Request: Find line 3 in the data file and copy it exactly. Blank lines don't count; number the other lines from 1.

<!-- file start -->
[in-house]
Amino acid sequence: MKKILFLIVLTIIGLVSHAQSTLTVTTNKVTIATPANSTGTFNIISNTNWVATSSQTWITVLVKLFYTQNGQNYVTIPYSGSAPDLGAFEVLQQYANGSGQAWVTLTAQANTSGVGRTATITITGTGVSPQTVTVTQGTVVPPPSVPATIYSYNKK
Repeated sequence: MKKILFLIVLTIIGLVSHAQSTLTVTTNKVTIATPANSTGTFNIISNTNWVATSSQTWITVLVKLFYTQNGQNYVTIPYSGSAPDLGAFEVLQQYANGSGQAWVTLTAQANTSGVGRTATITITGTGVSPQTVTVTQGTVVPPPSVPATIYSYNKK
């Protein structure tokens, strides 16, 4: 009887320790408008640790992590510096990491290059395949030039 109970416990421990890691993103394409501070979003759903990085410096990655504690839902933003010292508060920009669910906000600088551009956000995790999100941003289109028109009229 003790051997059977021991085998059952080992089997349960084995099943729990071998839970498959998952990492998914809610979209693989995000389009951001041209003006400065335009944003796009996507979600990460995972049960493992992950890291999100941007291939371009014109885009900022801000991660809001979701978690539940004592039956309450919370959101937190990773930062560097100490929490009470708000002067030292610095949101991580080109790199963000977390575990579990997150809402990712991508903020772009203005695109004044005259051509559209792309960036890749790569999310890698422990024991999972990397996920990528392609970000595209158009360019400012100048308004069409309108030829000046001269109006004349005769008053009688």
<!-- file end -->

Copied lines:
Repeated sequence: MKKILFLIVLTIIGLVSHAQSTLTVTTNKVTIATPANSTGTFNIISNTNWVATSSQTWITVLVKLFYTQNGQNYVTIPYSGSAPDLGAFEVLQQYANGSGQAWVTLTAQANTSGVGRTATITITGTGVSPQTVTVTQGTVVPPPSVPATIYSYNKK